Gay Manuel Antonio: Costa Rica's gay playground
Costa Rica is on the leading edge of the gay rights movement in Central America, with the capital city of San Jose home to a fledgling gay bar and club scene. But nothing shows off this trend better than lovely Manuel Antonio, a coastal beach town that has become the Costa Rican version of Key West. Because Costa Rica remains a socially conservative, Catholic country, the LGBT communities here tend to be rather discreet, but no so in Manuel Antonio, where seeing boys holding hands on the street is common and accepted. The gay tourist dollar has had such a major impact on the development of this town that virtually every bar, restaurant and shop are either gay or exceedingly gay friendly. The only road in Manuel Antonio stretches 4.5 miles from the town of Quepos to the national park. Most of the 'gay' nightlife happen within the last 1/2 mile, just before you head down toward the national park.
Fly into the capital city of San Jose. From there, travel to Manuel Antonio via air or ground. As you would expect, air is faster but cost a little more. Ground takes longer, but saves money.
By ground, expect a three-hour van trip. You will wind through mountains, jungle, a waterfall or two (maybe not so visible in dry season). Then you will follow the coast through palm tree plantations. You can even stop along the way to sightsee or take photos (there is one bridge you will cross that always have a few dozen huge alligators living below that is worth a photo). The van is also more flexible than a flight, so if you arrive in San Jose late, you won't miss a connecting flight.
The plane trip is a flash---18 minutes actual fly time. The tiny single strip air field right in the middle of a palm plantation with the mountains in the background is surreal. You also get a terrific view of Manuel Antonio and the cost from above. Sansa Airlines (www.flysansa.com) is owned by Taca, the national airline. It is the most convenient as it flies out of the same airport as you will arrive in San Jose. It is also the lease expensive. However, the planes are single engine turbo-prop, which does tend to scare off some travelers. Nature Air (www.natureair.com) does have larger turbo-prop planes but you will have to take a shuttle from the San Jose International Airport to the small local airport where it .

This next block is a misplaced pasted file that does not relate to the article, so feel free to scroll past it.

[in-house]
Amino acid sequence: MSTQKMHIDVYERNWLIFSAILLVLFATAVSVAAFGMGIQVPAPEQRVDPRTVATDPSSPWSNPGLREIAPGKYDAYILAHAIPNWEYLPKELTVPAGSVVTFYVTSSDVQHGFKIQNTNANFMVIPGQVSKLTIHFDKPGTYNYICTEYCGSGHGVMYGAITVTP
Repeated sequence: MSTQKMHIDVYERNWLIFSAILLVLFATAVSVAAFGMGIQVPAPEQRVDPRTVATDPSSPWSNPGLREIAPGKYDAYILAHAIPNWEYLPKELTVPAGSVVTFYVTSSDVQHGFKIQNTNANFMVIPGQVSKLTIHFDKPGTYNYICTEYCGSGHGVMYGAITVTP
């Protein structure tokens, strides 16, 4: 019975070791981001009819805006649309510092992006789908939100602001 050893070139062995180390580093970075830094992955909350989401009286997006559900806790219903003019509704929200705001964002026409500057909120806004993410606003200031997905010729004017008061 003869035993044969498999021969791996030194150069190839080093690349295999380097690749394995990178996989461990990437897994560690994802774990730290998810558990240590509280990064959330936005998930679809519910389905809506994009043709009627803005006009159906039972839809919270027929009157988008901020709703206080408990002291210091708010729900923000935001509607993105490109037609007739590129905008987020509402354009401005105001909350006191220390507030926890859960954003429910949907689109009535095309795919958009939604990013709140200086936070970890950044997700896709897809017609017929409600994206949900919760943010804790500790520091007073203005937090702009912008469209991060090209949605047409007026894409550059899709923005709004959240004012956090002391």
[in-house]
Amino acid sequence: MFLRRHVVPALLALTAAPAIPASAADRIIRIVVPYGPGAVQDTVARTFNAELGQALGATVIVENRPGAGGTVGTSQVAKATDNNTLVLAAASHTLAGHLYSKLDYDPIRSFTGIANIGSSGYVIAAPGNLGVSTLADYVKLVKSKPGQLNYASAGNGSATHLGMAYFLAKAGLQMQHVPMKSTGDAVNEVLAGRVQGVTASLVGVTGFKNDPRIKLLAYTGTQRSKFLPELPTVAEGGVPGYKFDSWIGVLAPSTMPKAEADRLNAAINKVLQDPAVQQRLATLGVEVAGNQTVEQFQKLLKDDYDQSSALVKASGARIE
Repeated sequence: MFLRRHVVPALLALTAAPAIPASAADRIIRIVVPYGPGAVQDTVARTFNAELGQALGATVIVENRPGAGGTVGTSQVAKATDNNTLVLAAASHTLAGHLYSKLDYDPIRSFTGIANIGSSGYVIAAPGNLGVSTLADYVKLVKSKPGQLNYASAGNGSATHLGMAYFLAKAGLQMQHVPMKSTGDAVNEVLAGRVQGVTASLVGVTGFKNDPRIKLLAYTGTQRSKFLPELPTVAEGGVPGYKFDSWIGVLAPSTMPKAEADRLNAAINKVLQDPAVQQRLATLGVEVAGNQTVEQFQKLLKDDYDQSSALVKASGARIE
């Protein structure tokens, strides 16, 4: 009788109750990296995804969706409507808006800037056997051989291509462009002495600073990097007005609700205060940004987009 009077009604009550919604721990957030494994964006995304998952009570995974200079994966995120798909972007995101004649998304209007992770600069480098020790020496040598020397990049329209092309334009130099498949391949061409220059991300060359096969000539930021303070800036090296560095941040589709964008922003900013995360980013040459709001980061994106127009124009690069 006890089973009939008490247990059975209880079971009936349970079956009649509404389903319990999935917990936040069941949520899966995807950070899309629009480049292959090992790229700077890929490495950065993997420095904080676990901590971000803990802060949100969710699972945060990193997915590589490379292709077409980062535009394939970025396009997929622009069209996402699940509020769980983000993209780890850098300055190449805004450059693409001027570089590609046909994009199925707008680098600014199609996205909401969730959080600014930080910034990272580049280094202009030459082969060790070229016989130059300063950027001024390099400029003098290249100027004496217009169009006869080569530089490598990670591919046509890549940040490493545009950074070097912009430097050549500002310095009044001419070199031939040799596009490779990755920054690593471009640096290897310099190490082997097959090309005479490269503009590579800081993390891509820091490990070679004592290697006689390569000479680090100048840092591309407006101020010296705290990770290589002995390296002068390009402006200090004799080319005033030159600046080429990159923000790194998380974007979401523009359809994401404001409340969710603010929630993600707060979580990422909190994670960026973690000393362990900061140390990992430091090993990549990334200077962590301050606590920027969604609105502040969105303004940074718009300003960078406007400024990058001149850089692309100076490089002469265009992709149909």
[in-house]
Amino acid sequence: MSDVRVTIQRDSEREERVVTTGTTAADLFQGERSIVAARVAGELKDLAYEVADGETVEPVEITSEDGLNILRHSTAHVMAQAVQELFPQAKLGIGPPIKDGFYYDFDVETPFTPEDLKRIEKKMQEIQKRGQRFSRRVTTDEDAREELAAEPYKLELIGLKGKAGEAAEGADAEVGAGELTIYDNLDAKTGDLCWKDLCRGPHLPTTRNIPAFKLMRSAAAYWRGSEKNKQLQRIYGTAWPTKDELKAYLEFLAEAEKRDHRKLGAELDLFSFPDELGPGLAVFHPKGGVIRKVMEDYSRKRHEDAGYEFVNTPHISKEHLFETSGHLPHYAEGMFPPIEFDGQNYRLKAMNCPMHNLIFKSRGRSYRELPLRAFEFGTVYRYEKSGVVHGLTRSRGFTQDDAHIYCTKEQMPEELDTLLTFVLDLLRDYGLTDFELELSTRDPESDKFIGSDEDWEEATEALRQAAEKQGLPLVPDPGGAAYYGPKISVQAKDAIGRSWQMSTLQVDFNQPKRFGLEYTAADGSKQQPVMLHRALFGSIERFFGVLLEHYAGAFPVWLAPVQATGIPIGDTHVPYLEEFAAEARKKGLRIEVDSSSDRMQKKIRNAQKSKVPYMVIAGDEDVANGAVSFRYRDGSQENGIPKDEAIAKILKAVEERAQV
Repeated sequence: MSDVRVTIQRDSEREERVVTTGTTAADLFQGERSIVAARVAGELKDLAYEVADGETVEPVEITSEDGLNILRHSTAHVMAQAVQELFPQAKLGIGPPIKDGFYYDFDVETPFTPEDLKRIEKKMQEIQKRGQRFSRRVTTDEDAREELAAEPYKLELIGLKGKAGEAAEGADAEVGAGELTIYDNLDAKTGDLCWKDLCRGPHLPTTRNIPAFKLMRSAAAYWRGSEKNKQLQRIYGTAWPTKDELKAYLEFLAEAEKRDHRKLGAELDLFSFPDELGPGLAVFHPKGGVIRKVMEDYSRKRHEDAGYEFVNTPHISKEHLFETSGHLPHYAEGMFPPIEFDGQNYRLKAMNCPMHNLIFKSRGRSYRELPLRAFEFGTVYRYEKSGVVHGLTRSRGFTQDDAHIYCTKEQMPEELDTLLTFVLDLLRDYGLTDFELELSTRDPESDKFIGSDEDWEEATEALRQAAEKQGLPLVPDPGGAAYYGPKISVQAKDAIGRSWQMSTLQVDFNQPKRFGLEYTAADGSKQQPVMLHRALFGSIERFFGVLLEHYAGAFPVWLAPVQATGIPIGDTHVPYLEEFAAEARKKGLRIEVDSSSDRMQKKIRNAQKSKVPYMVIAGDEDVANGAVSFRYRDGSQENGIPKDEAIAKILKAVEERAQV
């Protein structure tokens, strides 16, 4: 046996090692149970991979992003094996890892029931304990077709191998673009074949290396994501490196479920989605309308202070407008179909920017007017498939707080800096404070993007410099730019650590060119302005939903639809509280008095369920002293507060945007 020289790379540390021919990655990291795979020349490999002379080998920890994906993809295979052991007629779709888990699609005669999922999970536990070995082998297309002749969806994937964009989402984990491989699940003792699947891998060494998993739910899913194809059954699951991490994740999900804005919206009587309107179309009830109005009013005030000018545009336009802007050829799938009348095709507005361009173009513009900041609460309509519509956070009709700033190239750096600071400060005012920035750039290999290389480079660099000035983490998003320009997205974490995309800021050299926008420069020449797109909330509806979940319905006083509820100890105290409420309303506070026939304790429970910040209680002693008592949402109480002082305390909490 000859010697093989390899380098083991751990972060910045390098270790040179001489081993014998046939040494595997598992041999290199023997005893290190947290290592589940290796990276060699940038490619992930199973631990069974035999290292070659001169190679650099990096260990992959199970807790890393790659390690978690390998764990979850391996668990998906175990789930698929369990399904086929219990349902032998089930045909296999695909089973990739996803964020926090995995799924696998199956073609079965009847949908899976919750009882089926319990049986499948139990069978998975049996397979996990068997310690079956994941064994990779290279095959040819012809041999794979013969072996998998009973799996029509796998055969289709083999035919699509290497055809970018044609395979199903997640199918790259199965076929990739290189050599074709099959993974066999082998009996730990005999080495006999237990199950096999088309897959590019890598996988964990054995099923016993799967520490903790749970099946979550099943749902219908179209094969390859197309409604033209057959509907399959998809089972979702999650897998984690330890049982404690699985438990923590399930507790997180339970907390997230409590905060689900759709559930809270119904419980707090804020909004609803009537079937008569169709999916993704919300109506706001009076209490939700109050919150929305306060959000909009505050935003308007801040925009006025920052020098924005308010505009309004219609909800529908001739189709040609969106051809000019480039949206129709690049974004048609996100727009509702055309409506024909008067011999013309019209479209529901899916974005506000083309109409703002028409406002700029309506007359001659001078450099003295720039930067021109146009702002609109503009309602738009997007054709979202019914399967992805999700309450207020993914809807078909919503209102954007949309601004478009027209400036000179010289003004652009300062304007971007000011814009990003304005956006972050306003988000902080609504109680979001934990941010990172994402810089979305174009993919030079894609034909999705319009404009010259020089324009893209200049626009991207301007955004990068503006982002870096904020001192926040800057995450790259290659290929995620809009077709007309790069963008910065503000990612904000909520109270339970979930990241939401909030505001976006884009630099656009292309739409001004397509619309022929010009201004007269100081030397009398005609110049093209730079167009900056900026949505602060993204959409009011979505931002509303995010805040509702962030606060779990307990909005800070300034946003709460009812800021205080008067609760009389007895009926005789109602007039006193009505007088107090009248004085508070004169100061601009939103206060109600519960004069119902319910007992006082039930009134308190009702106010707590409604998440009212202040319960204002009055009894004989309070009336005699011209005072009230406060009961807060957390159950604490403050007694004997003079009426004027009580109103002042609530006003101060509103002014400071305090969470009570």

There is also a private charter service that can come in handy with groups arriving at different hours of the day: http://airchartercentralamerica.com.
Once you are there
The town of Quepos is only 6 square blocks, so getting around is simple. Manuel Antonio is only ONE road (with a few side roads to reach homes), so getting lost is impossible. Virtually all the hotel and restaurant personnel will speak very good english, as will many locals and frequent visitors. It is polite to learn enough Spanish to communicate basic requests and so forth.
There is a large group of middle-aged to older foreign gay men and couples that are buying homes in town. There is a large local 'Tico' gay crowd that comes to enjoy the freedom and tolerance of Manuel Antonio's gay life. Of course, there are a few of the local boys that come to make a few extra dollars from gay tourists. Most are harmless, just looking for a few free drinks, a good time, and a few extra dollars "for the taxi ride home." Just be careful of age. Prostitution is legal as long as they are 18+.